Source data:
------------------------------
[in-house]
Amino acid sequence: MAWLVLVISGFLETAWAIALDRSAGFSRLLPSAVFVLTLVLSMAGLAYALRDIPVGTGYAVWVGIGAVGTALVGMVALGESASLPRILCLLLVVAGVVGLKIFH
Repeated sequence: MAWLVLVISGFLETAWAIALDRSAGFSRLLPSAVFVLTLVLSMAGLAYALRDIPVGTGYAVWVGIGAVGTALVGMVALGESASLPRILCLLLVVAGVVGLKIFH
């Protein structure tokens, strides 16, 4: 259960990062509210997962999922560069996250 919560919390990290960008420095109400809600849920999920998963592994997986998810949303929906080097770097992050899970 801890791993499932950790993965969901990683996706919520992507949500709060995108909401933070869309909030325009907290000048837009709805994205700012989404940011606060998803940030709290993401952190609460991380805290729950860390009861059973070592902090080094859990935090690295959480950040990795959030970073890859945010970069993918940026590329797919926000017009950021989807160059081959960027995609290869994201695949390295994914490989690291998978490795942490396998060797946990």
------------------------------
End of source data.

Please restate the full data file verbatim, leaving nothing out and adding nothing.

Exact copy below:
[in-house]
Amino acid sequence: MAWLVLVISGFLETAWAIALDRSAGFSRLLPSAVFVLTLVLSMAGLAYALRDIPVGTGYAVWVGIGAVGTALVGMVALGESASLPRILCLLLVVAGVVGLKIFH
Repeated sequence: MAWLVLVISGFLETAWAIALDRSAGFSRLLPSAVFVLTLVLSMAGLAYALRDIPVGTGYAVWVGIGAVGTALVGMVALGESASLPRILCLLLVVAGVVGLKIFH
């Protein structure tokens, strides 16, 4: 259960990062509210997962999922560069996250 919560919390990290960008420095109400809600849920999920998963592994997986998810949303929906080097770097992050899970 801890791993499932950790993965969901990683996706919520992507949500709060995108909401933070869309909030325009907290000048837009709805994205700012989404940011606060998803940030709290993401952190609460991380805290729950860390009861059973070592902090080094859990935090690295959480950040990795959030970073890859945010970069993918940026590329797919926000017009950021989807160059081959960027995609290869994201695949390295994914490989690291998978490795942490396998060797946990």